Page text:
Sunday, March 03, 2013

Repentance: THE profession of faith

Isaiah 55:1-9
Luke 13:1-9

"Your fountain, O Lord, is hidden from those who do not thirst for you."  St. Ephrem the Syrian

There is a fine line, a "hidden boundary" between the patience and the wrath of the Holy One.  When we are young we are taught - or should have been taught - the difference between right and wrong, and as we grow these lessons take shape as we learn WHY something is wrong and WHY something is right.  Yet as we get older and become a little more worldly and think ourselves to be wiser, the rules seem to change - sometimes we even change the rules ourselves according to our own lives and our own needs and desires. 

"Why" something is wrong becomes harder to define especially if that something works well for us and does not seem to hurt others, or it becomes conditional according to the kind of man or woman we grow to be; tempered not only by how we were raised but also by the many choices we've made along the way - and in whose name these choices were made.

Once we become conditioned over a period of time to a certain way of thinking, it becomes very difficult to imagine an alternative.  Words that once stung in church - sin, wrath, repentance, judgment - no longer carry the same weight they once did because another word - grace - has pervaded church thinking.  And it's hard not to think in terms of grace because when life seems impossible, grace is really all we have! 

Yet even grace no longer commands the respect it once did because some elements of the Church have become very careless with that word and the concept it conveys.  Rather than representing a moment when we become aware of our sin and choose to turn away from that sin because we know it displeases our Lord, grace has become more of an excuse we claim for ourselves "just as I am" to continue in sin while still claiming salvation.  "Whatever", "oh well", and "don't judge me" have become the norm, and "sin" has become a foreign word; a strange concept we cannot fully grasp because we've made sin "relative".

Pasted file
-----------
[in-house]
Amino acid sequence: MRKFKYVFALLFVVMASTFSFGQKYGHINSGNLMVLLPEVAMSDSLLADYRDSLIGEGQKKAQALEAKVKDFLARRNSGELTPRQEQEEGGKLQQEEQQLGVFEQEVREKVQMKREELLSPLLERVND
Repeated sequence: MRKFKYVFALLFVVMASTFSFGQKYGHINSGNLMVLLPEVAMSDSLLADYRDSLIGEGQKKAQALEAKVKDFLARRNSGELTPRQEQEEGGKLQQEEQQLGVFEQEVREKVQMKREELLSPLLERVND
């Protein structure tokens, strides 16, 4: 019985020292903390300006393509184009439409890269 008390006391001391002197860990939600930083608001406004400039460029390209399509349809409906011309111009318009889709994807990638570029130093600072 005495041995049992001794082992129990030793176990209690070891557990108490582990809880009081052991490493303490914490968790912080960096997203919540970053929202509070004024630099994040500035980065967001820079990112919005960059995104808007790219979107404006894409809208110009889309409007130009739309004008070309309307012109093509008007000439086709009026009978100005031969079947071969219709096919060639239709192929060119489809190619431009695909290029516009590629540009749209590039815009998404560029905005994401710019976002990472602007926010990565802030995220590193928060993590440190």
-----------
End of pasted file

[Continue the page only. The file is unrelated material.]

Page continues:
It is the strangest twist of irony that our own governor signed a pro-gun bill that crossed his desk as a matter of constitutional priority, but he vetoed an anti-abortion bill that would have protected an unborn child from a gruesome and painful death after 20 weeks.  It's all about money, you see, because that bill would have almost certainly invited lawsuits.  Rather than stand up for what is morally right and take measures to protect ALL people, however, the governor chose the "path of least resistance" to protect the Constitution.  (The Arkansas Legislature overrode the veto)

I don't care about your political affiliation or social beliefs about certain issues, and it is certainly not the point.  It is about that cursed "path of least resistance" that gets most of us - perhaps all of us - in serious spiritual trouble because that path seems so ... normal.  Yet a poet wrote these words as it comes to a "normal" life in the Almighty: "How far can one go on in sin?  How long will mercy spare?  Where does grace end and where begin the confines of despair?"  Where, indeed.

Jesus' whole point and purpose in this passage from Luke is entirely about the necessity (not "option") of repentance - and the Lord's promise to His people through the prophet Isaiah is also a call to "turn around" from that "path of least resistance".  According to Mark, Jesus' very ministry after His baptism and time of testing in the wilderness began with these words: "The time is fulfilled and the kingdom of God is at hand; repent and believe in the Gospel" (1:15)

The most haunting part of that poetic passage is the question, "How far can one go in sin?" because if we are so comfortable with our chosen "path of least resistance" that we cannot tell the difference between "sin" and "righteousness", or if we ignore sin altogether in the name of "grace", how can we even know we are in a state of sin if our lives seem so right?  How can we know what constitutes sin in the first place, since the dominant secular culture has so overwhelmed even the Church under the blanket terms of "tolerance" and "diversity"?  If we do not know or even acknowledge sin, we cannot know what repentance even means, let alone how important it truly is.  That word, "repent", is an intentional focus of Jesus' lesson AND announcement.